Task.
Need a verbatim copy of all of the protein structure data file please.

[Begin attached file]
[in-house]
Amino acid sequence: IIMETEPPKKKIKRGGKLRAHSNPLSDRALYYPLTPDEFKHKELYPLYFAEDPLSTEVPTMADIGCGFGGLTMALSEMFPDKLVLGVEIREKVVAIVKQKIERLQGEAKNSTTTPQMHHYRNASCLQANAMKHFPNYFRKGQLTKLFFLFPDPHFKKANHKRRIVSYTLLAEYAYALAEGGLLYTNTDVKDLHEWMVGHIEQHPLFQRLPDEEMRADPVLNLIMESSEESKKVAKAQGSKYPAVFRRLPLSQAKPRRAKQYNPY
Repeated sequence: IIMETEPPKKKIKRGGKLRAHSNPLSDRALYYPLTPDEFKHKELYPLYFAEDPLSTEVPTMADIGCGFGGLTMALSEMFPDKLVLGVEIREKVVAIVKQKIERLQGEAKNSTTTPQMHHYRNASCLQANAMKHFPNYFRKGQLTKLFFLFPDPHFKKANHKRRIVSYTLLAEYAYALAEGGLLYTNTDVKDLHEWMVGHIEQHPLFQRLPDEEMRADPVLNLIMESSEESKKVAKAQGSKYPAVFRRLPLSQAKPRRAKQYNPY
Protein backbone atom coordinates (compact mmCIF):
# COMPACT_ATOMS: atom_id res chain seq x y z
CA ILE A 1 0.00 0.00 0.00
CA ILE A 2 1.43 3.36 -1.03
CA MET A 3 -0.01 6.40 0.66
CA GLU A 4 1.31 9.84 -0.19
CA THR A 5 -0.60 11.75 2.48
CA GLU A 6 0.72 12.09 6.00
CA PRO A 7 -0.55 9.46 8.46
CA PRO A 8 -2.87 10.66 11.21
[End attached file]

[in-house]
Amino acid sequence: IIMETEPPKKKIKRGGKLRAHSNPLSDRALYYPLTPDEFKHKELYPLYFAEDPLSTEVPTMADIGCGFGGLTMALSEMFPDKLVLGVEIREKVVAIVKQKIERLQGEAKNSTTTPQMHHYRNASCLQANAMKHFPNYFRKGQLTKLFFLFPDPHFKKANHKRRIVSYTLLAEYAYALAEGGLLYTNTDVKDLHEWMVGHIEQHPLFQRLPDEEMRADPVLNLIMESSEESKKVAKAQGSKYPAVFRRLPLSQAKPRRAKQYNPY
Repeated sequence: IIMETEPPKKKIKRGGKLRAHSNPLSDRALYYPLTPDEFKHKELYPLYFAEDPLSTEVPTMADIGCGFGGLTMALSEMFPDKLVLGVEIREKVVAIVKQKIERLQGEAKNSTTTPQMHHYRNASCLQANAMKHFPNYFRKGQLTKLFFLFPDPHFKKANHKRRIVSYTLLAEYAYALAEGGLLYTNTDVKDLHEWMVGHIEQHPLFQRLPDEEMRADPVLNLIMESSEESKKVAKAQGSKYPAVFRRLPLSQAKPRRAKQYNPY
Protein backbone atom coordinates (compact mmCIF):
# COMPACT_ATOMS: atom_id res chain seq x y z
CA ILE A 1 0.00 0.00 0.00
CA ILE A 2 1.43 3.36 -1.03
CA MET A 3 -0.01 6.40 0.66
CA GLU A 4 1.31 9.84 -0.19
CA THR A 5 -0.60 11.75 2.48
CA GLU A 6 0.72 12.09 6.00
CA PRO A 7 -0.55 9.46 8.46
CA PRO A 8 -2.87 10.66 11.21